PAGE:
The author's note is extensive and continues to describe the difficulties that Joe and Jerry faced. In 1975, upon hearing that Warner Bros. Studies has paid DC 3 million dollars for the rights to make a Superman movie, Jerry began a letter-writing campaign. He told the story of how DC ruined their lives and got rich off their creation. There's more to the story, and to this day, negotiations with the families are still ongoing.

This dark part of their story is not told in the illustrated text, but it needn't be. Readers will be inspired enough by the story of how two young men came to create one of the greatest superheroes of all time. Overall, this biography is well-written, perfectly illustrated, and quite engaging. I highly recommend it.

Book: Boys of Steel: The Creators of Superman
Marc Tyler Nobleman
Ross MacDonald
Publisher: Knopf Books for Young Readers
Date Published:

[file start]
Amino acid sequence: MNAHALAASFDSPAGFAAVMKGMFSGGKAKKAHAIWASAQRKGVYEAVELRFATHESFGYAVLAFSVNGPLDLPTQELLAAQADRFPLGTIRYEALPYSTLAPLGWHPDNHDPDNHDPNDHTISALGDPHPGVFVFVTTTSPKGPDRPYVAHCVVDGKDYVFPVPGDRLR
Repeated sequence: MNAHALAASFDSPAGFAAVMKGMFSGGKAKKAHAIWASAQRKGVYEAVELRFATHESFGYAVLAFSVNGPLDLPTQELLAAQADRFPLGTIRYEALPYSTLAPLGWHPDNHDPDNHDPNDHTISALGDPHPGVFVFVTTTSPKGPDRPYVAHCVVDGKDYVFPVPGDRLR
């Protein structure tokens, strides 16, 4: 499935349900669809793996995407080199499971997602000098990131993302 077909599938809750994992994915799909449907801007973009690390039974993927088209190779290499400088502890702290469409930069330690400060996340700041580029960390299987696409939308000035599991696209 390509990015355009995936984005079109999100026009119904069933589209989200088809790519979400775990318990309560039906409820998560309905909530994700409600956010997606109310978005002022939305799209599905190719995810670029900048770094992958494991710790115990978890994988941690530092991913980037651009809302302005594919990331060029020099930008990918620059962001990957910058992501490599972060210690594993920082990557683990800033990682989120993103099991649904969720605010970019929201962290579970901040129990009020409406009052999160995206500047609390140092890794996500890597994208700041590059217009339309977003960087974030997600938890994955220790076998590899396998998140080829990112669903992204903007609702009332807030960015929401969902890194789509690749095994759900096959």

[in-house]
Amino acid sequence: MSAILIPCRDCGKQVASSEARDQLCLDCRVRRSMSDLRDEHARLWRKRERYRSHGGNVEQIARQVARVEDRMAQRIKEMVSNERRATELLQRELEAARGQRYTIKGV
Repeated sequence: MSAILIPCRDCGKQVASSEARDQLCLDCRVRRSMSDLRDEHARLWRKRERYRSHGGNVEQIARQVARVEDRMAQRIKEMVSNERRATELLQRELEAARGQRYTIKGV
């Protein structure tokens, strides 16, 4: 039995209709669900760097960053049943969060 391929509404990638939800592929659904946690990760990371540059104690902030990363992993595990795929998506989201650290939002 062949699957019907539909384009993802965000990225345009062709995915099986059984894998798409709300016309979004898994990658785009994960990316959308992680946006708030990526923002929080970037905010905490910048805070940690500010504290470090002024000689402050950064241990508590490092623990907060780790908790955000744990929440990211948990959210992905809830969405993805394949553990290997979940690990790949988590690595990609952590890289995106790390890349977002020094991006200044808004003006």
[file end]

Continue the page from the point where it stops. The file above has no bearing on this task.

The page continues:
40 pages
Source of Book:
Copy received from publisher for Cybils consideration.

This post was written for Nonfiction Monday. Head on over to Anastasia Suen’s blog and check out all the great posts highlighting nonfiction this week.

If you want to use this in the classroom, don't miss the teachers guide. (Hey, I know it looks wrong (it IS wrong), but that's how Random House spells it!)

Other Reviews - Fuse #8
Interviews - Read this fab interview with Nobleman at Guys Lit Wire. (Thanks, Jules!)


  1. Did you read Chabon's Kavalier & Clay? It's a fictional riff on this friendship. Great stuff.

  2. I did a short interview with Nobleman over at Guys Lit Wire about, oh, two months ago, I guess it was? Great book! Love your detailed review.

  3. My boys love this book. It is always in someone's book bag. When I first got it a couple of boys from downstairs came up to me and asked "Mr. Kimmal can we read your new Superman book?" It had only been in the building for a day. Word travels fast.

  4. This does sound like a great one--I read about it over on Guys Lit Wire but I really enjoyed your review! I'll be posting it on the Cybils site later this week. :)